Page 35 - MetalForming December 2019
P. 35

 Fabrication: Welding Well
shielding gas
coverage can cause porosity, seen here on
the face and interior of the weld bead.
well for welding thick materials. It also creates a hotter arc, which allows for relatively fast travel speeds and high productivity rates. However, the more costly helium requires a higher flow rate than argon, so weld shops will need to calculate the value of the pro- ductivity increase against the increased cost of the gas. Another option for stainless steel welding: use helium in a tri-mix formula with argon and CO2.
Achieving Good Gas Flow
GMAW gun consumables—the dif- fuser, contact tip and nozzle—play a crucial role in properly directing the shielding gas to the weld pool. Use of a nozzle too narrow for the application or allowing the diffuser to clog with spatter likely will result in insufficient shielding gas coverage. Likewise, a poorly designed diffuser might not channel the shielding gas properly, resulting in turbulent, unbalanced gas flow. Both scenarios can allow pockets of air into the shielding gas and lead to excessive spatter, porosity or weld contamination. Select consumables that resist spatter buildup and look for a wide enough nozzle bore to provide adequate shielding gas coverage.
Also important: Be sure to use a gas regulator designed for the shielding gas mixture in use, and the proper con- nectors. As part of a routine mainte- nance plan, check the regulators often to ensure proper functioning. In addi- tion, take care to correctly set shielding gas flow rates (measured in ft.3/hr.) to ensure proper weld-pool coverage based on wire-feed speed and weld- travel speed. Increasing wire-feed speed can increase travel speed and the size of the weld profile. As a result, shielding gas flow rate may need to increase as well. Beware, though, of turbulent gas flow—it usually indicates excessive gas-flow rate.
Lastly, when welding a deep joint or bevel, consider using gas preflow— allowing the shielding gas to flow for a few seconds prior to starting the weld- ing process. This helps ensure adequate gas coverage. MF
 This graphic illustrates how welding-gun consumables can affect shielding gas cover- age. Compare the image on the left showing good gas coverage to that on the right showing turbulent gas flow, less likely to protect the weld pool from atmospheric contamination.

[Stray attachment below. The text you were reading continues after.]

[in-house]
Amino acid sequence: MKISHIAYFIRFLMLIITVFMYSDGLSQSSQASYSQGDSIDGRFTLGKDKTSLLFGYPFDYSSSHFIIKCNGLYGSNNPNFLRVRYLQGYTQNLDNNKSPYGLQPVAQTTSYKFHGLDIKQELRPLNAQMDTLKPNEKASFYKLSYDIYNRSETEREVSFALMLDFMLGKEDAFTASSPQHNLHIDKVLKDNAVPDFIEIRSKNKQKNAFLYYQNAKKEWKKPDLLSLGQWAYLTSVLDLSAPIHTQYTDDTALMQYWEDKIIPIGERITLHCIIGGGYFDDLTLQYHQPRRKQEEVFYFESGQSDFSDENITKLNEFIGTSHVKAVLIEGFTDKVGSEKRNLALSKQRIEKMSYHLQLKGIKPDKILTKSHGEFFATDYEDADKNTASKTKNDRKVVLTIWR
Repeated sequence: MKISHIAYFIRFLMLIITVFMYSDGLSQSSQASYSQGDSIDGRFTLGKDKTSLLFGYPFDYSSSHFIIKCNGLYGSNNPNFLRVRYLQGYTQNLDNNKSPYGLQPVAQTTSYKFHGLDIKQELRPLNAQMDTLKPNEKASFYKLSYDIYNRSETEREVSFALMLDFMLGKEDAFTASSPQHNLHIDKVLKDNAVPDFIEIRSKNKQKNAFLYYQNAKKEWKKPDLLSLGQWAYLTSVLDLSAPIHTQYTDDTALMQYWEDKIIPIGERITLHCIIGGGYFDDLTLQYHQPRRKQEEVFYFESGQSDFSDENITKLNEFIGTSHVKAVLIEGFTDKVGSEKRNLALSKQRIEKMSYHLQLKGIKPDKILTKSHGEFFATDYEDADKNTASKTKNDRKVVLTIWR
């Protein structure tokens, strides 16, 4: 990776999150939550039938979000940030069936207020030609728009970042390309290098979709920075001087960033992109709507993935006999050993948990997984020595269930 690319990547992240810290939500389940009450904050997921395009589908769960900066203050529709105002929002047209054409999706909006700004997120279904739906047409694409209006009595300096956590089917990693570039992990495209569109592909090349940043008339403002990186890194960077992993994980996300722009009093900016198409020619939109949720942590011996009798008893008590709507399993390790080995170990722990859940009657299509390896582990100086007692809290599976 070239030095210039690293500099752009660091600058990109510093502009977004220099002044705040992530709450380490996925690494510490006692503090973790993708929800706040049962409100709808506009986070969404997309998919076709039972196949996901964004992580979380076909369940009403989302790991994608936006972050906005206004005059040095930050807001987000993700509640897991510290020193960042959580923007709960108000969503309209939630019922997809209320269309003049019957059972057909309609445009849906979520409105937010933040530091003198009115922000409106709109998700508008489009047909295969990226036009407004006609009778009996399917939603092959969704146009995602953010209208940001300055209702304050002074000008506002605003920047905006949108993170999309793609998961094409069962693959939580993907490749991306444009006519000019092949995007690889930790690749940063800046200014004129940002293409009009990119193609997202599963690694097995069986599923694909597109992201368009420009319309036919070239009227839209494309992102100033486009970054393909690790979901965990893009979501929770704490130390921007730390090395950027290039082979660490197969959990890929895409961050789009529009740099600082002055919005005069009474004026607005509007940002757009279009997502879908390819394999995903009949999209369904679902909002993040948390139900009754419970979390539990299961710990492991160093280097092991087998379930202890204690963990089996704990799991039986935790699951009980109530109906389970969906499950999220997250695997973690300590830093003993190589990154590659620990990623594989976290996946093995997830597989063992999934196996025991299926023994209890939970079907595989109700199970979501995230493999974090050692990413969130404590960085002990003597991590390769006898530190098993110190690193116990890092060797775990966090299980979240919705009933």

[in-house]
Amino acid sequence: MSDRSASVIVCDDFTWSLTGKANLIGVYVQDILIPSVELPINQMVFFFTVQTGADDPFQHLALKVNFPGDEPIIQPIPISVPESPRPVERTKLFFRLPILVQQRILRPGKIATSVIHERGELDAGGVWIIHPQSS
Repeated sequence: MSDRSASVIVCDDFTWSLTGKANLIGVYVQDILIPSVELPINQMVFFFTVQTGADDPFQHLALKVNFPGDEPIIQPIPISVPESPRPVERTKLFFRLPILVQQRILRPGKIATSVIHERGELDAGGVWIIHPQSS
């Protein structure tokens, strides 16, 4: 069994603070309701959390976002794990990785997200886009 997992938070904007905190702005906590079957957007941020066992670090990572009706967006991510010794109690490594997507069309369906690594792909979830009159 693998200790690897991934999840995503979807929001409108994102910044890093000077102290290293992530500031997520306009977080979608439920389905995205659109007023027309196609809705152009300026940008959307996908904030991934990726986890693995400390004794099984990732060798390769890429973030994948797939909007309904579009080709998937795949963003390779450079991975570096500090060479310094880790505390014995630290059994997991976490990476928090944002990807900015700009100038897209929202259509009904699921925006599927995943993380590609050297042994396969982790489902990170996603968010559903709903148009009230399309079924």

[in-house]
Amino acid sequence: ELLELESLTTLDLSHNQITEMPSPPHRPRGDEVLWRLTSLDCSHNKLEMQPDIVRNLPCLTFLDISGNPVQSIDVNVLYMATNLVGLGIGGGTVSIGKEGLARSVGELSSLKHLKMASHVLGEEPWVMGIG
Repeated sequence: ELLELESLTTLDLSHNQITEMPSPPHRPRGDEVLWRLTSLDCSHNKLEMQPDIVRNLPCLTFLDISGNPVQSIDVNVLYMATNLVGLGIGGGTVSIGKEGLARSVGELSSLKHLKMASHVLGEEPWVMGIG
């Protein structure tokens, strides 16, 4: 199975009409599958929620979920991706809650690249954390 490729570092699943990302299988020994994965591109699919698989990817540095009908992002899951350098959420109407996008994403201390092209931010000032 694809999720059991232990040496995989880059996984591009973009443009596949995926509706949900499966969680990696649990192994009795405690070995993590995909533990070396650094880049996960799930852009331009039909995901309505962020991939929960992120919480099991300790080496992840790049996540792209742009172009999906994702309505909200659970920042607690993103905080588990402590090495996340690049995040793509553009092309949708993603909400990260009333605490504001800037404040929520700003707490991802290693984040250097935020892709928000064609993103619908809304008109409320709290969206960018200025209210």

produces a less stable arc and more spatter than when mixed with other gases.
Mixtures of argon (75 to 95 percent) and CO2 (5 to 25 percent) provide good arc stability and weld-pool control, and result in less spatter than 100-percent CO2, helping to minimize rework and post-weld cleanup. In addition, these mixtures allow the use of spray-transfer welding, which can improve produc- tivity and result in more visually appealing welds. Argon also creates a narrower penetration profile, useful for fillet and butt welds. Use argon- CO2 mixtures for welding carbon, mild and stainless steels. For welding non- ferrous alloys—aluminum, magnesium
or titanium for example—100-percent argon gets the call.
To optimize weld-pool fluidity, weld penetration and arc stability on mild, low-alloy and stainless steels, consider adding oxygen to the shielding gas mix, typically in ratios of nine percent or less. Oxygen, however, will cause oxi- dation of the weld metal, so we do not recommend its use for welding alu- minum, magnesium, copper or other exotic metals.
Lastly, helium-argon typically shielding-gas mixtures (25 to 75 percent helium) typically get the call for weld- ing nonferrous alloys, as well as stain- less steels. Because it produces a wide, deep penetration profile, helium works
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